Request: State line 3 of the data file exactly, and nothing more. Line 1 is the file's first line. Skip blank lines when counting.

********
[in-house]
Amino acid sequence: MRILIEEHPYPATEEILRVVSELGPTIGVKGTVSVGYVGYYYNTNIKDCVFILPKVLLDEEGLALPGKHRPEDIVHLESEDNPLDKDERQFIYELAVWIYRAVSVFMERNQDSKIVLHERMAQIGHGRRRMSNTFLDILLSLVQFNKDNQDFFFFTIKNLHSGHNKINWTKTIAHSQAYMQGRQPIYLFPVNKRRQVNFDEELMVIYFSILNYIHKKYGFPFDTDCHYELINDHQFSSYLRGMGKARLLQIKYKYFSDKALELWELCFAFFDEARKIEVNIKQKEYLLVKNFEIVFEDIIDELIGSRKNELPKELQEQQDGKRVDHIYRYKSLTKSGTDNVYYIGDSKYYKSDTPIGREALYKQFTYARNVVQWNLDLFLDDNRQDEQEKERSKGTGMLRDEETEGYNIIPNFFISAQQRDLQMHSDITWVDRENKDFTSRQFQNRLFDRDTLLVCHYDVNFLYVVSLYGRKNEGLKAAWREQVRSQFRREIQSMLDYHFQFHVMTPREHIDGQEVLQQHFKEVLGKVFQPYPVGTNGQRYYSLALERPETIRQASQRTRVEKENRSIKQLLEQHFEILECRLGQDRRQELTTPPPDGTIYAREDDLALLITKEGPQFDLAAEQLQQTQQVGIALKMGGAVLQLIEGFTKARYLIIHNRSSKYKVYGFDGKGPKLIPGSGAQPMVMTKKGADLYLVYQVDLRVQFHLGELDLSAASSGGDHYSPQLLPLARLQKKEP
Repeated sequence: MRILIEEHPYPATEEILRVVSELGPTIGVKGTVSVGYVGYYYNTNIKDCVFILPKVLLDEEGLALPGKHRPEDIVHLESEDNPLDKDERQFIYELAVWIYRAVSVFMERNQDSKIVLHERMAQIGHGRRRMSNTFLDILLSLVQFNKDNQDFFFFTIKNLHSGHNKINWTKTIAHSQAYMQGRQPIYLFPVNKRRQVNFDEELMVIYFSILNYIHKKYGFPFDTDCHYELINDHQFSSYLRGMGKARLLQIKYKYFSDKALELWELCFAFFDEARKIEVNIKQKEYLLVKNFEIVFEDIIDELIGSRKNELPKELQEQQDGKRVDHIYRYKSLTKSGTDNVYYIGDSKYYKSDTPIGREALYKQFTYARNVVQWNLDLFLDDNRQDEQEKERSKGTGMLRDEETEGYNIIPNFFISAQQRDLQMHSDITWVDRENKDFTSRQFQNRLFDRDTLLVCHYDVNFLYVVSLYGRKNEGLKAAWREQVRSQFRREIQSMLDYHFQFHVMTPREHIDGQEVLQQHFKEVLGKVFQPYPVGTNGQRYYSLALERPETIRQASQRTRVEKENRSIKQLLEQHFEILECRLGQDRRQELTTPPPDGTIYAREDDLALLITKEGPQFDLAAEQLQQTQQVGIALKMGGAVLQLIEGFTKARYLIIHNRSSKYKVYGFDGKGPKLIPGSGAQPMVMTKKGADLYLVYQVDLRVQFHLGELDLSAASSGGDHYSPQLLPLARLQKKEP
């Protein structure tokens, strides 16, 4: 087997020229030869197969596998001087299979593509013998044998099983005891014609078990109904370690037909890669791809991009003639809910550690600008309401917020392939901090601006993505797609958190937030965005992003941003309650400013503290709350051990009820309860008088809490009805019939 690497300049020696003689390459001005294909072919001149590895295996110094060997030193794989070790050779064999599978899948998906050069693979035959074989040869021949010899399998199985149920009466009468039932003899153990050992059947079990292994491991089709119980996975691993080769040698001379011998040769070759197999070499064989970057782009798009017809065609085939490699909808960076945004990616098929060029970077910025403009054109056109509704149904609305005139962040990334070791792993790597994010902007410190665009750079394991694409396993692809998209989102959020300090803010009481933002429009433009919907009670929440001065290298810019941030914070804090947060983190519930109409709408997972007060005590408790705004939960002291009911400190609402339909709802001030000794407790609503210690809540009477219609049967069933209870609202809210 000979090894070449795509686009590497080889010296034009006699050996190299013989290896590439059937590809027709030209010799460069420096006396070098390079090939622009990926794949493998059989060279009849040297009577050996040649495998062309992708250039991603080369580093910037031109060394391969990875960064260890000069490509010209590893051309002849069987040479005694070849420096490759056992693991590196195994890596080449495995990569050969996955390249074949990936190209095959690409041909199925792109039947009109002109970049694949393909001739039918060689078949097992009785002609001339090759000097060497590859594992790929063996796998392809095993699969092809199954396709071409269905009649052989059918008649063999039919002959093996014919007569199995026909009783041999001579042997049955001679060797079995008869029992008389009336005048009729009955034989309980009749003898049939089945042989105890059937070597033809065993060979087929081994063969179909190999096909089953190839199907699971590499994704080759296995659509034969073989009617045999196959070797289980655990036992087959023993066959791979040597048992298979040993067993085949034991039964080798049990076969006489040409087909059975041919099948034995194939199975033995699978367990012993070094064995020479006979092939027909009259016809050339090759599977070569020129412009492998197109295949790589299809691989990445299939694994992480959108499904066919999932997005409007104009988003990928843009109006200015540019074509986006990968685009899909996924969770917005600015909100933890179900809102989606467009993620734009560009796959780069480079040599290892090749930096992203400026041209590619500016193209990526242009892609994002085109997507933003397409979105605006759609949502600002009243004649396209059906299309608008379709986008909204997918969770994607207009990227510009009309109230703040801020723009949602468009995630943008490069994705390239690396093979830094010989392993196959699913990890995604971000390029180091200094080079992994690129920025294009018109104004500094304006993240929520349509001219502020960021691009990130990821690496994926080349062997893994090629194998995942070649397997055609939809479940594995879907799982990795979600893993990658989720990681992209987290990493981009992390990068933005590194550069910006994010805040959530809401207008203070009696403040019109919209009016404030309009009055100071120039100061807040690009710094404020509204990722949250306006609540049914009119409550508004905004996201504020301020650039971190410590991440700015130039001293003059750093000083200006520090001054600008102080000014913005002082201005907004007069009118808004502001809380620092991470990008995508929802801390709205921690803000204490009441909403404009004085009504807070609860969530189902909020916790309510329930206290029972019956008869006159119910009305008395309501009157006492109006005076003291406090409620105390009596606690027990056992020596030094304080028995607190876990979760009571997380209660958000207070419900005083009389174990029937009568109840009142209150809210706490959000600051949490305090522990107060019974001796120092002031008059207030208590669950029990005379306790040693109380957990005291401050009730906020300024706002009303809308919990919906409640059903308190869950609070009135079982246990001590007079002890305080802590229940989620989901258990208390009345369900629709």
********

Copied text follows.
Repeated sequence: MRILIEEHPYPATEEILRVVSELGPTIGVKGTVSVGYVGYYYNTNIKDCVFILPKVLLDEEGLALPGKHRPEDIVHLESEDNPLDKDERQFIYELAVWIYRAVSVFMERNQDSKIVLHERMAQIGHGRRRMSNTFLDILLSLVQFNKDNQDFFFFTIKNLHSGHNKINWTKTIAHSQAYMQGRQPIYLFPVNKRRQVNFDEELMVIYFSILNYIHKKYGFPFDTDCHYELINDHQFSSYLRGMGKARLLQIKYKYFSDKALELWELCFAFFDEARKIEVNIKQKEYLLVKNFEIVFEDIIDELIGSRKNELPKELQEQQDGKRVDHIYRYKSLTKSGTDNVYYIGDSKYYKSDTPIGREALYKQFTYARNVVQWNLDLFLDDNRQDEQEKERSKGTGMLRDEETEGYNIIPNFFISAQQRDLQMHSDITWVDRENKDFTSRQFQNRLFDRDTLLVCHYDVNFLYVVSLYGRKNEGLKAAWREQVRSQFRREIQSMLDYHFQFHVMTPREHIDGQEVLQQHFKEVLGKVFQPYPVGTNGQRYYSLALERPETIRQASQRTRVEKENRSIKQLLEQHFEILECRLGQDRRQELTTPPPDGTIYAREDDLALLITKEGPQFDLAAEQLQQTQQVGIALKMGGAVLQLIEGFTKARYLIIHNRSSKYKVYGFDGKGPKLIPGSGAQPMVMTKKGADLYLVYQVDLRVQFHLGELDLSAASSGGDHYSPQLLPLARLQKKEP